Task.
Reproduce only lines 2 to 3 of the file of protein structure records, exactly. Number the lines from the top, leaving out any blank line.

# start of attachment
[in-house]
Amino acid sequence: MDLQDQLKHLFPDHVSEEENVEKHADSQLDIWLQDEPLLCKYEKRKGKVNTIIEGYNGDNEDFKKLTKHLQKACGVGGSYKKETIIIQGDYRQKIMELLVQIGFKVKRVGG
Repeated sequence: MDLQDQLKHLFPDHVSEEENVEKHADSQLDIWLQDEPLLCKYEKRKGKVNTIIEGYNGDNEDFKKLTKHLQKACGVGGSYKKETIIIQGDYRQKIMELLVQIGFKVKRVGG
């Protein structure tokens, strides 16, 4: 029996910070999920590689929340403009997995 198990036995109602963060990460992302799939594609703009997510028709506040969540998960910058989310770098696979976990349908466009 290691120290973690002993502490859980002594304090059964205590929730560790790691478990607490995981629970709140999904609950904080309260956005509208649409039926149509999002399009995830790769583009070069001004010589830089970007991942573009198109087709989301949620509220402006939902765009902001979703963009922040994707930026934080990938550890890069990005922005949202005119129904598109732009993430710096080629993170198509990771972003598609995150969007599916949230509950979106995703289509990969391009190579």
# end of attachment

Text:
Amino acid sequence: MDLQDQLKHLFPDHVSEEENVEKHADSQLDIWLQDEPLLCKYEKRKGKVNTIIEGYNGDNEDFKKLTKHLQKACGVGGSYKKETIIIQGDYRQKIMELLVQIGFKVKRVGG
Repeated sequence: MDLQDQLKHLFPDHVSEEENVEKHADSQLDIWLQDEPLLCKYEKRKGKVNTIIEGYNGDNEDFKKLTKHLQKACGVGGSYKKETIIIQGDYRQKIMELLVQIGFKVKRVGG